# The Magic Called a Password.

Passwords are a tricky thing to navigate. You have always been told not to use simple things, such as your date of birth, your phone number, your name, or simple passwords such as Password, 1234567890, or 12345 (“That’s amazing! I’ve got the same combination on my luggage!” Spaceballs anyone?). So what CAN you use for a password? How can a black hat even acquire my password?

Well, it’s quite simple to be honest. Want to know the magic behind it? Let me show you!

There are 10 numbers on the keyboard, right? 0 – 9. On your default password, they have you input a 4 digit passcode. The amount of characters in your possibilities will be your primary number. In this case the digits, 0 – 9, so 10. Now, your exponent will be the number of digits in your passcode. In this example, 4. 10^4 = 10*10*10*10 = 10,000 possible combinations when using 0 to 9 only.

Now, if you understand how characters work on an electronic device, an upper case letter and lower case letter are counted as completely different characters. In the U.S. alphabet, there are 26 characters. That means if you use 4 characters, a through z, for your password, that would be 26^4, or 26*26*26*26 = or 456,976 possible combinations. It is almost as if you are going down a list and trying the following:

• aaaa
• aaab
• aaac
• baaa
• baab
• etc.

That would take a LONG time! I don’t know about you, but I have better things to do with my time! To simplify this, a black hat hacker would create a list, perhaps in Microsoft Excel (or just utilizing Notepad if they wanted to), or download a list that can be found online, and then run all these combinations through a bot that attempts email and password combinations until it potentially finds a match. Or, it utilizes a “dictionary password list” to run through words. Sometimes these could take minutes, or they can take days to do depending on the depth of the password, as well as whether the account in question has 2-factor authentication (having to enter the password, THEN enter a code you received on your phone, for example).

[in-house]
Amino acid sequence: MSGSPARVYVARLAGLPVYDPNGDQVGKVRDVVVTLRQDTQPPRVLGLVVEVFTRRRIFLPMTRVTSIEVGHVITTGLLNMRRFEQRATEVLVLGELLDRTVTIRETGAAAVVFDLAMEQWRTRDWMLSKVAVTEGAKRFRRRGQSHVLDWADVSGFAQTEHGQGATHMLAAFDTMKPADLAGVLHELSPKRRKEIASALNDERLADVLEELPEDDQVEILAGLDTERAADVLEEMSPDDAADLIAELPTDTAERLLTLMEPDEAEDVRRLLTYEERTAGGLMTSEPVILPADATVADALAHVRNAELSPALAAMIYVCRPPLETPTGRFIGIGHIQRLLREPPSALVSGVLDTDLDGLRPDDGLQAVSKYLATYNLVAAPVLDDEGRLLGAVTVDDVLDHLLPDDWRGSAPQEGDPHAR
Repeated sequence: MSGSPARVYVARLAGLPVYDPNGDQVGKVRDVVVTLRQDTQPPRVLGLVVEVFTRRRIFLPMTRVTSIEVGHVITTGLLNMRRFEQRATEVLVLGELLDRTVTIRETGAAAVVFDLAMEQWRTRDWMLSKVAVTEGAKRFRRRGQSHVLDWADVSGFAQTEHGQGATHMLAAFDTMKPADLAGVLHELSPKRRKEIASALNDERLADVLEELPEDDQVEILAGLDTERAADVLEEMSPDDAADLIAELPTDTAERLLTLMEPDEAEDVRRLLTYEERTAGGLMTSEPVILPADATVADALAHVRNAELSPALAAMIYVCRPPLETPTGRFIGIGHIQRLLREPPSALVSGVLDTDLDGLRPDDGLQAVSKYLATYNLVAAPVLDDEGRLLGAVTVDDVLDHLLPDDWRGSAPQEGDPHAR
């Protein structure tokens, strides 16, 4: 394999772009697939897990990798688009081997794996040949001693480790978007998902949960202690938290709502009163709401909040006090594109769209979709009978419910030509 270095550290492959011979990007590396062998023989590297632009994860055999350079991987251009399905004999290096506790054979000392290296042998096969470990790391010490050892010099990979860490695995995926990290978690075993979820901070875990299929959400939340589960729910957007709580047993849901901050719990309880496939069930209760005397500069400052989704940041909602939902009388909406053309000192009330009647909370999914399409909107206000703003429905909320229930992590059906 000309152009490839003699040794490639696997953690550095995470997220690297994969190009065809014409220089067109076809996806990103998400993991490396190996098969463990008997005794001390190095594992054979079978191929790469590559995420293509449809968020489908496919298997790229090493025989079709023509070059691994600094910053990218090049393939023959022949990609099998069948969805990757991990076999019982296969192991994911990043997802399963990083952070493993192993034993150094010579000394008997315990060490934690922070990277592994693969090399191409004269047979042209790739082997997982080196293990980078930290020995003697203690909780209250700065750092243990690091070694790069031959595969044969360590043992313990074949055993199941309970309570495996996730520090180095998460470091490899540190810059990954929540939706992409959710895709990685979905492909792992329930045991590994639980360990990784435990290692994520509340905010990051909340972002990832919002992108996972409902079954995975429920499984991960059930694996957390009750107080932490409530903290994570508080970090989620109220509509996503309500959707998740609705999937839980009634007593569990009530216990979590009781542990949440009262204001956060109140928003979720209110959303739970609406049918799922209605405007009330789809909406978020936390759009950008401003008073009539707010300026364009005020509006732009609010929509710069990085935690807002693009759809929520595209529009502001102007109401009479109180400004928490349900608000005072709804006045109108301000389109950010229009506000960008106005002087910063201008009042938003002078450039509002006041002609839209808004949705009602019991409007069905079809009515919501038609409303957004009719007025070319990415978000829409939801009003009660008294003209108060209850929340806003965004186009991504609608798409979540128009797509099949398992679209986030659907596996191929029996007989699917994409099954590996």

So, now that you know the formula for combinations, do you believe it is better to have a longer password, or a more complex password? Lets go back to our formula for that.

This time, we will use upper case, lower case, and numbers for our password. Upper case we have 26 characters, lower case is another 26 characters, and we have 10 numbers (0-9). So in total there is 62 characters. So lets take the ipad example using our “62.” 62^4 = 62*62*62*62 = 14,776,336 possible combinations. Now, lets increase that to having 5 characters in our password. 14,776,336*62 = 916,132,823 possible combinations. I think mathematically it makes sense that a longer password is what we’re wanting. A good rule of thumb:

Change out “look alike” letters with numbers. Example: Take the word Elite. The ‘e’ is replaced with 3. Your ‘i’ could be replaced with the number 1. Now you have 3l1t3, or you can even do El1t3, that way you have your capital letter, lower case letters, and numbers, taking you simply from 36 characters to your 62 characters.

Password suggestions always change, but if you follow these guidelines at a minimum, you won’t go wrong:

• Utilize 1 number;
• Utilize 1 lower case letter;
• Utilize 1 upper case letter;
• Avoid using commons words from the dictionary;
• Don’t utilize any PII;
• Avoid common patterns that might be found on the keyboard (qwerty, poiuy, 12345 are all examples)